“I’ve never had a guy make a birdie putt on the last hole to possibly win (from 28 feet), let alone have an eight-hole playoff,” Larson said. “I’ve never seen Harris get that animated. It was just incredible how well they played. Either one of them could have won or lost it a couple times. How many times do you experience that emotion? I didn’t even realize it was eight holes. It seemed like Groundhog Day going back to 18 over and over.”

The Travelers Championship win and a tie for third in the U.S. Open the previous week earned English $2,193,457 and Larson more than $200,000 with the standard caddie payoff of 10 percent for a win and 8 percent for a non-victory finish. It was an unprecedent payoff for the 60-year-old Larson, who is well aware a caddie’s financial situation can change overnight.

Going to the Ryder Cup with English would be especially meaningful for Larson, who grew up in Wisconsin before moving to South Florida in the late 1970s.

“That would be the ultimate dream for me to caddie at a Ryder Cup in Wisconsin not far from where I grew,” Larson said. “You never know when you will caddie in the Ryder Cup for the last time.”

Larson caddied for Green and Calcavecchia before spending 10 years in federal prison (1995-2005) when he was caught mailing cocaine from South Florida to friends in Wisconsin. Larson said he never used drugs or sold them on the PGA Tour, but he was given a harsh sentence because the cocaine crossed state lines.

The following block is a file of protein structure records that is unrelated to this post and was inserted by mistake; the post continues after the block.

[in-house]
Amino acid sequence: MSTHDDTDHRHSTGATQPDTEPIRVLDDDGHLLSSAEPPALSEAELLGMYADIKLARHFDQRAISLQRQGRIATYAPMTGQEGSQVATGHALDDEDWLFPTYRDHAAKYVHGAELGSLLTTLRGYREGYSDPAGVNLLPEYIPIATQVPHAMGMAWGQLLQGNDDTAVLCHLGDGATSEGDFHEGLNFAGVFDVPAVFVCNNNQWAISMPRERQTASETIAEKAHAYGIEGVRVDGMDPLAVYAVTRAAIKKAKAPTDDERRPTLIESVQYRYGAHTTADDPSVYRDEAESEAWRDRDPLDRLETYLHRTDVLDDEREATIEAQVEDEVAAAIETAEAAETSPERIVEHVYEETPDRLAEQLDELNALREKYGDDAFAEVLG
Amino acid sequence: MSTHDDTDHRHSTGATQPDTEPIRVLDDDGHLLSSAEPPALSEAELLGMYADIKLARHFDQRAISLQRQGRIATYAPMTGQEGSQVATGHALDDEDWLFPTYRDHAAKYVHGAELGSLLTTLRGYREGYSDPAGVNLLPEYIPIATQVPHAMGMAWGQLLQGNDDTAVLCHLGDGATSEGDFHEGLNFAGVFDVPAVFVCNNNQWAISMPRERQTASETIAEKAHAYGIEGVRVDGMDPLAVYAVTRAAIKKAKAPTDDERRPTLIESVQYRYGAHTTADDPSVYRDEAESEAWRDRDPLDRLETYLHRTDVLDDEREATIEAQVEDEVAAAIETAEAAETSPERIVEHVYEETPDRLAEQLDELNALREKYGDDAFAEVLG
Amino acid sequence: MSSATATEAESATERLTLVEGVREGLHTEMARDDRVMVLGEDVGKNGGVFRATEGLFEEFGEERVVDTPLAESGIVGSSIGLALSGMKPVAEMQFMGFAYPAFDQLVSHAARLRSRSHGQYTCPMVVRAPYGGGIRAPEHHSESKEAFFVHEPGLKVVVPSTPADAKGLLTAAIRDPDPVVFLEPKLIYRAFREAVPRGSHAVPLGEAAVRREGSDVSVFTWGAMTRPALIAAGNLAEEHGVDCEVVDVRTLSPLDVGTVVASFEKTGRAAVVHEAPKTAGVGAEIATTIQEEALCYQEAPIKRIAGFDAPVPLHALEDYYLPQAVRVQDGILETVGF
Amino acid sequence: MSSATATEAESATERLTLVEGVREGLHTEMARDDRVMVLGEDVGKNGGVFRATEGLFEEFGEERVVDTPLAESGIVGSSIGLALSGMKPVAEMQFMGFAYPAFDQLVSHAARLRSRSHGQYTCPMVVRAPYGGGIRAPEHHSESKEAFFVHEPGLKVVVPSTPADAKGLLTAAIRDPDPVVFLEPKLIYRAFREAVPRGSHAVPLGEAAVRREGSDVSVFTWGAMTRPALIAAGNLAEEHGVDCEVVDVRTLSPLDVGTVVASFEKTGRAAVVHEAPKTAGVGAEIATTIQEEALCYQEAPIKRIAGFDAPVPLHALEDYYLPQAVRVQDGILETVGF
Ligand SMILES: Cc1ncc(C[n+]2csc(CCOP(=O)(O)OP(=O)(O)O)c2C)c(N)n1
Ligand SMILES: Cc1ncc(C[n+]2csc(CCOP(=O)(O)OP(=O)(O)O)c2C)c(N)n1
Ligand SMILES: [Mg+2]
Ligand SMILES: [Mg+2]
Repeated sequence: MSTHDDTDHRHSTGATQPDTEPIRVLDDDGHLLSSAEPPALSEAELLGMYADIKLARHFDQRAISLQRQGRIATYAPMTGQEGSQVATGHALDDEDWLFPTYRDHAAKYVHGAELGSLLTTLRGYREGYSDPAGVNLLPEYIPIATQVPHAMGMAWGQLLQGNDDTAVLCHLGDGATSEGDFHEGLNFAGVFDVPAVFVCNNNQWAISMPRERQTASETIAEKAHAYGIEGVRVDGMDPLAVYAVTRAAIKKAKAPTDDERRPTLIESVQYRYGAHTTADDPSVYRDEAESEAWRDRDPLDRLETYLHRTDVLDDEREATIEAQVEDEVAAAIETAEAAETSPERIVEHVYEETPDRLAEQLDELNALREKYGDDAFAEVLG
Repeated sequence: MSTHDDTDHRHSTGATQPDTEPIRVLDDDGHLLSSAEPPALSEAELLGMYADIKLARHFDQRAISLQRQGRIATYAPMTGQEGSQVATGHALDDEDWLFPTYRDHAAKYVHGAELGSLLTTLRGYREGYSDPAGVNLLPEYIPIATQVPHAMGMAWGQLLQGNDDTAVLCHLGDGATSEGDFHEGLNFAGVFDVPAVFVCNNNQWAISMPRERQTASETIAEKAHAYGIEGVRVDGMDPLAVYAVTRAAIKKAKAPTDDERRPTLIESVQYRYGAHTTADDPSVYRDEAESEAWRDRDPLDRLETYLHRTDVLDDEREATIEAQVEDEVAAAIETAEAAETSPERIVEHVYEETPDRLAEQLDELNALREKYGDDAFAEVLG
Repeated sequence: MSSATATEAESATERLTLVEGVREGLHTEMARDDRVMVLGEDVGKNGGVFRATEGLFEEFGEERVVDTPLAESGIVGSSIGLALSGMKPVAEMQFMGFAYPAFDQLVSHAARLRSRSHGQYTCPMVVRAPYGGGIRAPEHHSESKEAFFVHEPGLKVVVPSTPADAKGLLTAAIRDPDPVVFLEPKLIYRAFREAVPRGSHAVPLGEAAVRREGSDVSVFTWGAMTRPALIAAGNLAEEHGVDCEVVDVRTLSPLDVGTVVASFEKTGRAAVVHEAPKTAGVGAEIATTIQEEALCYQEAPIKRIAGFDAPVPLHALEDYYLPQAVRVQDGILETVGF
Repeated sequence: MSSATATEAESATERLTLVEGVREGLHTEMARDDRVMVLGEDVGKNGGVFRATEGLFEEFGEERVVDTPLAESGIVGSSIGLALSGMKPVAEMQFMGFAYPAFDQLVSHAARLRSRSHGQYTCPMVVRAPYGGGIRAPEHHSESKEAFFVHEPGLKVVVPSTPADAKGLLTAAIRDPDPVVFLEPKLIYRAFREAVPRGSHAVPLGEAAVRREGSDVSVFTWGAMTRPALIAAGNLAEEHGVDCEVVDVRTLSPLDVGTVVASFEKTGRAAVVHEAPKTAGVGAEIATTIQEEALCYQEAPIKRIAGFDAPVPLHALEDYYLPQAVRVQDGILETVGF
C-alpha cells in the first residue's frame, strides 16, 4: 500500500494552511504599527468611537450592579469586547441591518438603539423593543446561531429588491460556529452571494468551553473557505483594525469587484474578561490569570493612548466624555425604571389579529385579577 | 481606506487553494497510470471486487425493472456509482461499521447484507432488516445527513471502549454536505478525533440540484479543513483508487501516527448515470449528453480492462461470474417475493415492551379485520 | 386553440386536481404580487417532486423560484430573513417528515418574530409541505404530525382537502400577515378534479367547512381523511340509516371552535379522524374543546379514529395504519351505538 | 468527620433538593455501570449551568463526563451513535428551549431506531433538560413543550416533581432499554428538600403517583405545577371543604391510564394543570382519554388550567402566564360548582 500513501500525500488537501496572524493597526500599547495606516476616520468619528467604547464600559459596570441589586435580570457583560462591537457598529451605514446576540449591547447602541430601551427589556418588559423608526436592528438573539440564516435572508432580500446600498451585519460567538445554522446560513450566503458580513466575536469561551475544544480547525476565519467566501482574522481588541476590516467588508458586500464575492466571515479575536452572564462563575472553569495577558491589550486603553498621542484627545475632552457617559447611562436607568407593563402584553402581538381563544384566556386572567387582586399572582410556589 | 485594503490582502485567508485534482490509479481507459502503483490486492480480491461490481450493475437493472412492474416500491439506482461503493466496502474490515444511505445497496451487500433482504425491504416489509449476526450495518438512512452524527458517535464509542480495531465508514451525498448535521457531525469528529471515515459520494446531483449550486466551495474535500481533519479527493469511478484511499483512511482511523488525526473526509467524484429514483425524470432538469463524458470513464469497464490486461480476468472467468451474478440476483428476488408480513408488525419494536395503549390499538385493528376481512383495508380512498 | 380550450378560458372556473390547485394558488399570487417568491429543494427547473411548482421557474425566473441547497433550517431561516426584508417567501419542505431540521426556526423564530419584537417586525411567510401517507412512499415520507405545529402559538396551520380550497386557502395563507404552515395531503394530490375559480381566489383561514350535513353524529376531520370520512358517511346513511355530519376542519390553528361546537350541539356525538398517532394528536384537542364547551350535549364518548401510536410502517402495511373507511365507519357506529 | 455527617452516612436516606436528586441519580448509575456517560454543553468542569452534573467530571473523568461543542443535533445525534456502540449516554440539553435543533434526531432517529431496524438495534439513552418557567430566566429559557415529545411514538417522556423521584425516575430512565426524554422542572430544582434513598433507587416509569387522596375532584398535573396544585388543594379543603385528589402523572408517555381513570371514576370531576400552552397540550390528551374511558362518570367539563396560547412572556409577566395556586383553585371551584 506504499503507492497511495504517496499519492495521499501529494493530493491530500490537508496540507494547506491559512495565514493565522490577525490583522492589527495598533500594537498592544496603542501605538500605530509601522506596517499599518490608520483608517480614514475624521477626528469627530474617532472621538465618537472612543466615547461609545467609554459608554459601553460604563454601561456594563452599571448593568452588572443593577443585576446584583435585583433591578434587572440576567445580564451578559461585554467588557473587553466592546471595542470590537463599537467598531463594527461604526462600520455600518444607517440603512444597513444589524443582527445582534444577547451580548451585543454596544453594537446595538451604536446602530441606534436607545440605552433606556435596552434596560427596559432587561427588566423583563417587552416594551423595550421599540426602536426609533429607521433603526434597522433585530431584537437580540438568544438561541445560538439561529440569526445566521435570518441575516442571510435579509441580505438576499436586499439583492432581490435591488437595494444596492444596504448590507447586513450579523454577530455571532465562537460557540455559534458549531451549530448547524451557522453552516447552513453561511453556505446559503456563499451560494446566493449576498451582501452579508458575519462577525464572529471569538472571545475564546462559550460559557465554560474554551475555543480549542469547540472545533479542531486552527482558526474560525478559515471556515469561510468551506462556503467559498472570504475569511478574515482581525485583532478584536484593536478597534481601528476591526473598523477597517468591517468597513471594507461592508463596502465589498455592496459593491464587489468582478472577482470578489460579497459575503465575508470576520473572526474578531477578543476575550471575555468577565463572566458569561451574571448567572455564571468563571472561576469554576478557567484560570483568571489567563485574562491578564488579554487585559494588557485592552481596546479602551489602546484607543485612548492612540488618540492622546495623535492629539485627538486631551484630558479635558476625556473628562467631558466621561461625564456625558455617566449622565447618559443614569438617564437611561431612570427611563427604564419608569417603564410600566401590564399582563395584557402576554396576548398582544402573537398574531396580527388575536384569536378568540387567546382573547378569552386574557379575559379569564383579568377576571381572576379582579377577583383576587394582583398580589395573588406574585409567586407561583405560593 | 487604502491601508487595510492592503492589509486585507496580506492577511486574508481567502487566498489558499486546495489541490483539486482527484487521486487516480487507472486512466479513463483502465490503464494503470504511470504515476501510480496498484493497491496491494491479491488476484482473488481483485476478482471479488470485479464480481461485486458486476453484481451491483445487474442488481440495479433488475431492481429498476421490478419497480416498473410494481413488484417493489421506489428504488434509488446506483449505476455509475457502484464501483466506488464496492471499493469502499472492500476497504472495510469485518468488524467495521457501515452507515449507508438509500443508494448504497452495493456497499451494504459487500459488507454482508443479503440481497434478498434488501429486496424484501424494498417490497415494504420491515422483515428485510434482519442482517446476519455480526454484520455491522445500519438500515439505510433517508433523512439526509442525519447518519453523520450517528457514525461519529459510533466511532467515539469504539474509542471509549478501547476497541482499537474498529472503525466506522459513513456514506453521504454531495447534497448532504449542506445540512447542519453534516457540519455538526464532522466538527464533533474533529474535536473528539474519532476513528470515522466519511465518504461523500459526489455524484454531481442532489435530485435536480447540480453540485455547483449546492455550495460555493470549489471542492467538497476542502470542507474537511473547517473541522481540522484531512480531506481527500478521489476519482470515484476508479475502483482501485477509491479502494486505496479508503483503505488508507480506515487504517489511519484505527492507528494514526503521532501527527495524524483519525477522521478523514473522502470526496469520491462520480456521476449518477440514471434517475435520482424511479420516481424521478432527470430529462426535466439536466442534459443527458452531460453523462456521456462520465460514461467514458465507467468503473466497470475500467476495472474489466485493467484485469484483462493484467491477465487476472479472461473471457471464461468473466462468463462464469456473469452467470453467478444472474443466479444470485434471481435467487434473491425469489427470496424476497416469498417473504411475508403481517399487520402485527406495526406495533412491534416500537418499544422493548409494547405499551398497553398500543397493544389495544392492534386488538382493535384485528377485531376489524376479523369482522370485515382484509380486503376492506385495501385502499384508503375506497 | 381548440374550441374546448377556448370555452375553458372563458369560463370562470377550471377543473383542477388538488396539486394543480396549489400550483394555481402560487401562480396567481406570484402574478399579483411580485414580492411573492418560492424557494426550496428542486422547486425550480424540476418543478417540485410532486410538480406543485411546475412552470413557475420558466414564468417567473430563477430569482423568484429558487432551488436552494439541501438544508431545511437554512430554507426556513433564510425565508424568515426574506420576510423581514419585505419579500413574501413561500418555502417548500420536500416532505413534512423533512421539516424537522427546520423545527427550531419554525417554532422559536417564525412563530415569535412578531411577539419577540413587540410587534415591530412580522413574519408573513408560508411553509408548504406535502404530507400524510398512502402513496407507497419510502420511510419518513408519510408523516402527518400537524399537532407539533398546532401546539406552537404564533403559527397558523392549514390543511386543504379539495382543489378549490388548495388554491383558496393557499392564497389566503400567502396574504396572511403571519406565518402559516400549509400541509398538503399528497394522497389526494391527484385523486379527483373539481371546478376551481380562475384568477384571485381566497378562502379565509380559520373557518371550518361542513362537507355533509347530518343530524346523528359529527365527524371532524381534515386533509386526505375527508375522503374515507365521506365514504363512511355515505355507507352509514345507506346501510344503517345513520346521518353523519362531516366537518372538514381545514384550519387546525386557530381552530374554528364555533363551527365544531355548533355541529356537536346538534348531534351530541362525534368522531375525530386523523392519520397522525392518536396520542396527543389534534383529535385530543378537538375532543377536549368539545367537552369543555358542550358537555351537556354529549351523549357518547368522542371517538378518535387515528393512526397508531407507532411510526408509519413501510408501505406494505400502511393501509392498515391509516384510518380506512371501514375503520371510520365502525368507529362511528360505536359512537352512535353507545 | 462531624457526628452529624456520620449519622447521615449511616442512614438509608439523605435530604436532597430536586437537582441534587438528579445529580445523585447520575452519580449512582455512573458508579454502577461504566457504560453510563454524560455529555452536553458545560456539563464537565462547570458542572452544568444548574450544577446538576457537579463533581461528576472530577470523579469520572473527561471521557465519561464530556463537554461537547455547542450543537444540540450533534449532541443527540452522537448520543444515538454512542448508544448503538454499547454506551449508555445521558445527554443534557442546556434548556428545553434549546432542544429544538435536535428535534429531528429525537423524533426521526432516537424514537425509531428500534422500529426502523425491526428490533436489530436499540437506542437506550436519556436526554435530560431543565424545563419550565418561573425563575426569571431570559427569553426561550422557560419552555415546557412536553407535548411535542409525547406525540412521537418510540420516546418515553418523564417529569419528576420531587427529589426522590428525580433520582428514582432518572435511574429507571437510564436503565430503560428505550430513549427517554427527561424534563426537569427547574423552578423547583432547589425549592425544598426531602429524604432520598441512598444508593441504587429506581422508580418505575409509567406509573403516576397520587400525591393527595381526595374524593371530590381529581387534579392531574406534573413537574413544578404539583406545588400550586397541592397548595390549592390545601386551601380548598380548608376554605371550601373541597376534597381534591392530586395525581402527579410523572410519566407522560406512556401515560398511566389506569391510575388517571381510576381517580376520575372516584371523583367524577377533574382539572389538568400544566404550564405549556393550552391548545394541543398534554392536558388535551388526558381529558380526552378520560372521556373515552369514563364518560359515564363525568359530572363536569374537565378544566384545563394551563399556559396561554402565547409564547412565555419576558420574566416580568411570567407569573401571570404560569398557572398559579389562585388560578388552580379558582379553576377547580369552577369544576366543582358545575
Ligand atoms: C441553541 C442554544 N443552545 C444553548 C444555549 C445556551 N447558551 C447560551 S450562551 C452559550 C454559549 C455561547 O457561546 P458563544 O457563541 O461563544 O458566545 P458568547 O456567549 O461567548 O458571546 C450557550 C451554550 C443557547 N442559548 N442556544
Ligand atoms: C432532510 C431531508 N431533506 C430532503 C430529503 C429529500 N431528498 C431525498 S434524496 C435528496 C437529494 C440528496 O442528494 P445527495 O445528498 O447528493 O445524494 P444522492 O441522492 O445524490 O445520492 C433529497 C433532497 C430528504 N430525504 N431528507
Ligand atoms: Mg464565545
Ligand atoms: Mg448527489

Mark Calcavecchia looks at his lie on the 16th hole with his caddie Eric Larson, during the fourth and final round of the PODS Championship held on the Copperhead Course at Innisbrook Resort & Golf Club in Palm Harbor, Florida, on March 11, 2007. (Photo by Fred Vuich via Getty Images)

Larson accepted his fate and counted the days until he could return to the PGA Tour. Calcavecchia, who visited Larson in all four prisons that he was incarcerated, hired Larson after his release, and they won the 2007 PODS Championship to get Larson back in the game.

“It would be remarkable if Eric gets three rookies in the Ryder Cup, but his story is also remarkable,” said Jim “Bones” Mackay, the longtime caddie for Mickelson who is now a roving reporter for NBC. “When you look back at. his story, you see how he owned his mistakes. Eric is one of the most kind, gentle persons on the PGA Tour. That’s why everyone loves him. … Eric is already the mayor in most towns because he is so popular. If he caddies at the Ryder Cup, he’ll be the governor of Wisconsin.”

Larson worked for Kim and Overton before joining English in 2017. Their 29-year age difference is like father-son, but their relationship is more like brothers.

“It’s about the perspective he brings,” English told the New York Post during the Travelers Championship. “There’s nowhere I can put him on a golf course that’s going to be in a worst spot than he was in 15 years ago. I know he has my back and he’ll do anything for me, and I’ll do anything for him, too. That’s the kind of relationship you build with your caddie out here. You’re with him almost more than you’re with your wife, so you better respect him and like him and enjoy being around him.